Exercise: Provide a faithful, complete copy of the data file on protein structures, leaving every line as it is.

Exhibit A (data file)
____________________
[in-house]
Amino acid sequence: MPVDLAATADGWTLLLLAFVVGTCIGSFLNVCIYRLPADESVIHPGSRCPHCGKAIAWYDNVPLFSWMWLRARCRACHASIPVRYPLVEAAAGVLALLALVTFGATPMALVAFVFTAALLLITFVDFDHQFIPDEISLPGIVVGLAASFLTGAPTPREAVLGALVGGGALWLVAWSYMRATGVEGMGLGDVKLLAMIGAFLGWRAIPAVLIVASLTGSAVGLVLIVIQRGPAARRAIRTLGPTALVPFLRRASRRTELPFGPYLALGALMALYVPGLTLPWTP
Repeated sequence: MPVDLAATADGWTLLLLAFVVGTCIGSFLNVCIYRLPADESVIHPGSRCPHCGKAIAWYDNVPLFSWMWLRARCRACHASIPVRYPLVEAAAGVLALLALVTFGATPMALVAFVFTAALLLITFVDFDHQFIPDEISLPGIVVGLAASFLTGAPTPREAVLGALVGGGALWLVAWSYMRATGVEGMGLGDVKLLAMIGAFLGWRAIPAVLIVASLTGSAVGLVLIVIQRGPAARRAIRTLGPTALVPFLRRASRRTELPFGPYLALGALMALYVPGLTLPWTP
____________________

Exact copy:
[in-house]
Amino acid sequence: MPVDLAATADGWTLLLLAFVVGTCIGSFLNVCIYRLPADESVIHPGSRCPHCGKAIAWYDNVPLFSWMWLRARCRACHASIPVRYPLVEAAAGVLALLALVTFGATPMALVAFVFTAALLLITFVDFDHQFIPDEISLPGIVVGLAASFLTGAPTPREAVLGALVGGGALWLVAWSYMRATGVEGMGLGDVKLLAMIGAFLGWRAIPAVLIVASLTGSAVGLVLIVIQRGPAARRAIRTLGPTALVPFLRRASRRTELPFGPYLALGALMALYVPGLTLPWTP
Repeated sequence: MPVDLAATADGWTLLLLAFVVGTCIGSFLNVCIYRLPADESVIHPGSRCPHCGKAIAWYDNVPLFSWMWLRARCRACHASIPVRYPLVEAAAGVLALLALVTFGATPMALVAFVFTAALLLITFVDFDHQFIPDEISLPGIVVGLAASFLTGAPTPREAVLGALVGGGALWLVAWSYMRATGVEGMGLGDVKLLAMIGAFLGWRAIPAVLIVASLTGSAVGLVLIVIQRGPAARRAIRTLGPTALVPFLRRASRRTELPFGPYLALGALMALYVPGLTLPWTP